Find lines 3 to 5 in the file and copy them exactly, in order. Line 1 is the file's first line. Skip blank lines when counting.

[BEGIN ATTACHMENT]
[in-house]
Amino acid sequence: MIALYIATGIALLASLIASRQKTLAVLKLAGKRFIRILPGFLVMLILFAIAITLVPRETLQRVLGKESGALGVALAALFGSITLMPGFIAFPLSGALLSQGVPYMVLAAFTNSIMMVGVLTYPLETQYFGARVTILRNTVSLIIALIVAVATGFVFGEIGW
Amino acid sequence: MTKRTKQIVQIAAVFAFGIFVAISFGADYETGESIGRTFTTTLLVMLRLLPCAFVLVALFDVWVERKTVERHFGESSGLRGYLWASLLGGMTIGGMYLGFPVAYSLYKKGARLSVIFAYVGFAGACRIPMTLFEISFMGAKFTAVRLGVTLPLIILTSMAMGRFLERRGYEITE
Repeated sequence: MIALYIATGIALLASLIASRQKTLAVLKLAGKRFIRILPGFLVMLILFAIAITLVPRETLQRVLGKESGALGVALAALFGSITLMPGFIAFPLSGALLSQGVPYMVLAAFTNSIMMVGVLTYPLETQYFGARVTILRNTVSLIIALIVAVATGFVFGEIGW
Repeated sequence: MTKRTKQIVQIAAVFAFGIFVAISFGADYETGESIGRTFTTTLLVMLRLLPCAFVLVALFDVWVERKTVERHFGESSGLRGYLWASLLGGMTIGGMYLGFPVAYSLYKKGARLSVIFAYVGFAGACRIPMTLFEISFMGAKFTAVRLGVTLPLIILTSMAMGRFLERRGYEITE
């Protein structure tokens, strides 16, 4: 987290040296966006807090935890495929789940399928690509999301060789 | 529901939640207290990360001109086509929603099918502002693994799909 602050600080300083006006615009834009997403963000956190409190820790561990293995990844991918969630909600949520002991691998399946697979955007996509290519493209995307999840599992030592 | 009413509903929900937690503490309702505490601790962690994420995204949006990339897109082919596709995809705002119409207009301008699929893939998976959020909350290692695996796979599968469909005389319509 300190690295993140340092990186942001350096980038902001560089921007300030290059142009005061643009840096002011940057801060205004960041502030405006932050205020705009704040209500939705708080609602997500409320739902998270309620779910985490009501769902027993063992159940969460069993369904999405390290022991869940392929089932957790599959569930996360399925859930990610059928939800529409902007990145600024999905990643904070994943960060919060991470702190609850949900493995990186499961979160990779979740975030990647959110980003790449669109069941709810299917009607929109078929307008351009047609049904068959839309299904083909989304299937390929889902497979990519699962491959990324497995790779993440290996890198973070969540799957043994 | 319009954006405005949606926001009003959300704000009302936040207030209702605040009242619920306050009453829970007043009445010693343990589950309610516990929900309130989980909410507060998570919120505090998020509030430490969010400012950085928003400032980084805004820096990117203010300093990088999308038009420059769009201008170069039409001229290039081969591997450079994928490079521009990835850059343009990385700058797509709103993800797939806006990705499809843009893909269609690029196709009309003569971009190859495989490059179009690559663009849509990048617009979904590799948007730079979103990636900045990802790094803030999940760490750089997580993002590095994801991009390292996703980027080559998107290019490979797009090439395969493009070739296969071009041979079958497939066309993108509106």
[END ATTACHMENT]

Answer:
Amino acid sequence: MTKRTKQIVQIAAVFAFGIFVAISFGADYETGESIGRTFTTTLLVMLRLLPCAFVLVALFDVWVERKTVERHFGESSGLRGYLWASLLGGMTIGGMYLGFPVAYSLYKKGARLSVIFAYVGFAGACRIPMTLFEISFMGAKFTAVRLGVTLPLIILTSMAMGRFLERRGYEITE
Repeated sequence: MIALYIATGIALLASLIASRQKTLAVLKLAGKRFIRILPGFLVMLILFAIAITLVPRETLQRVLGKESGALGVALAALFGSITLMPGFIAFPLSGALLSQGVPYMVLAAFTNSIMMVGVLTYPLETQYFGARVTILRNTVSLIIALIVAVATGFVFGEIGW
Repeated sequence: MTKRTKQIVQIAAVFAFGIFVAISFGADYETGESIGRTFTTTLLVMLRLLPCAFVLVALFDVWVERKTVERHFGESSGLRGYLWASLLGGMTIGGMYLGFPVAYSLYKKGARLSVIFAYVGFAGACRIPMTLFEISFMGAKFTAVRLGVTLPLIILTSMAMGRFLERRGYEITE